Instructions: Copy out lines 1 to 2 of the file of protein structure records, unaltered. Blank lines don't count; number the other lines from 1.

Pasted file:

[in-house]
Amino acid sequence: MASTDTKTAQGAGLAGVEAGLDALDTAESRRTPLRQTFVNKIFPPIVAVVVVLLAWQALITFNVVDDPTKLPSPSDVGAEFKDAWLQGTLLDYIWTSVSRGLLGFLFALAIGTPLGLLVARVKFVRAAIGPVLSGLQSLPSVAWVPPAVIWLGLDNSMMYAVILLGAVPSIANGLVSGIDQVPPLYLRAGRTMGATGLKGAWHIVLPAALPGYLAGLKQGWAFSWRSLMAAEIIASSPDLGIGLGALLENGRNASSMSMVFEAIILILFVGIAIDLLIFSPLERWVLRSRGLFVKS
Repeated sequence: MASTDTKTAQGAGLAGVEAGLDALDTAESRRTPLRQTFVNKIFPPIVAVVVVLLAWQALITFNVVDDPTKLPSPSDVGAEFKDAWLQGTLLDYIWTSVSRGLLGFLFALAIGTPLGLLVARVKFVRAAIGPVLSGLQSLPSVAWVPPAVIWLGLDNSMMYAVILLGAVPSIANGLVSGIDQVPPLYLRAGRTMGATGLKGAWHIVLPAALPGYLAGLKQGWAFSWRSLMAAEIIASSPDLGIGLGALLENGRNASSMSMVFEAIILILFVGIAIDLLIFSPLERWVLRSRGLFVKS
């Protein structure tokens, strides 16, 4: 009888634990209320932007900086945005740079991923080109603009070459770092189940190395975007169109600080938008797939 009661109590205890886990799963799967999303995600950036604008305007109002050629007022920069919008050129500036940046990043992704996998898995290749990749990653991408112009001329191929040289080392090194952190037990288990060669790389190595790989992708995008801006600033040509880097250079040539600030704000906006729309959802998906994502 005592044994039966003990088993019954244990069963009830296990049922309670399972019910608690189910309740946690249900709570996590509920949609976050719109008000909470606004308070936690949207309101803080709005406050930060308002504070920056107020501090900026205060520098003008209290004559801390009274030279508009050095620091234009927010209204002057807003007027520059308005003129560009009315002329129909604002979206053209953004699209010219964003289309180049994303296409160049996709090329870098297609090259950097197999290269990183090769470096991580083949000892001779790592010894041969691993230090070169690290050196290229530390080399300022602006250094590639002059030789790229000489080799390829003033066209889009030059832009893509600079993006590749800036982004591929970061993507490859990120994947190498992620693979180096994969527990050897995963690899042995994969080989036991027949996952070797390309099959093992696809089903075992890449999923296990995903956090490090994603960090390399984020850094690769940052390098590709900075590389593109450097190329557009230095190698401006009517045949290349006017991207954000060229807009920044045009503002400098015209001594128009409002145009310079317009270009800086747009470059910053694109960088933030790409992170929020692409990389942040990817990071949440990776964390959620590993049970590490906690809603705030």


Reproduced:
[in-house]
Amino acid sequence: MASTDTKTAQGAGLAGVEAGLDALDTAESRRTPLRQTFVNKIFPPIVAVVVVLLAWQALITFNVVDDPTKLPSPSDVGAEFKDAWLQGTLLDYIWTSVSRGLLGFLFALAIGTPLGLLVARVKFVRAAIGPVLSGLQSLPSVAWVPPAVIWLGLDNSMMYAVILLGAVPSIANGLVSGIDQVPPLYLRAGRTMGATGLKGAWHIVLPAALPGYLAGLKQGWAFSWRSLMAAEIIASSPDLGIGLGALLENGRNASSMSMVFEAIILILFVGIAIDLLIFSPLERWVLRSRGLFVKS